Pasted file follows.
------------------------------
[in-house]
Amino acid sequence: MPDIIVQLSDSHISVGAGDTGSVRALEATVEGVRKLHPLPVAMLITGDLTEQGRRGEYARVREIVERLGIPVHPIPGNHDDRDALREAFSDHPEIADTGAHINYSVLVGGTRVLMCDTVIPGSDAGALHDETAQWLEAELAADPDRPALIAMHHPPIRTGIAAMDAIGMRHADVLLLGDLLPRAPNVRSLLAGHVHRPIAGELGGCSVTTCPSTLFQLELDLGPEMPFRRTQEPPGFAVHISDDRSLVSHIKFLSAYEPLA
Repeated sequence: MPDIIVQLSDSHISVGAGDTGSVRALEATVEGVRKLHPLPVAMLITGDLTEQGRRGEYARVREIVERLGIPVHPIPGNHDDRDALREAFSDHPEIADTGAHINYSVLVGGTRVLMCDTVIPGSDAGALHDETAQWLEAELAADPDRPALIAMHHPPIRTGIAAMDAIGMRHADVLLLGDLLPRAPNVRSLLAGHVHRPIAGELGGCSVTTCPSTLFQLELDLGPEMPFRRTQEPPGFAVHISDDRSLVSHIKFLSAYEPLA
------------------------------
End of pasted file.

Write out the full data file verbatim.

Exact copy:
[in-house]
Amino acid sequence: MPDIIVQLSDSHISVGAGDTGSVRALEATVEGVRKLHPLPVAMLITGDLTEQGRRGEYARVREIVERLGIPVHPIPGNHDDRDALREAFSDHPEIADTGAHINYSVLVGGTRVLMCDTVIPGSDAGALHDETAQWLEAELAADPDRPALIAMHHPPIRTGIAAMDAIGMRHADVLLLGDLLPRAPNVRSLLAGHVHRPIAGELGGCSVTTCPSTLFQLELDLGPEMPFRRTQEPPGFAVHISDDRSLVSHIKFLSAYEPLA
Repeated sequence: MPDIIVQLSDSHISVGAGDTGSVRALEATVEGVRKLHPLPVAMLITGDLTEQGRRGEYARVREIVERLGIPVHPIPGNHDDRDALREAFSDHPEIADTGAHINYSVLVGGTRVLMCDTVIPGSDAGALHDETAQWLEAELAADPDRPALIAMHHPPIRTGIAAMDAIGMRHADVLLLGDLLPRAPNVRSLLAGHVHRPIAGELGGCSVTTCPSTLFQLELDLGPEMPFRRTQEPPGFAVHISDDRSLVSHIKFLSAYEPLA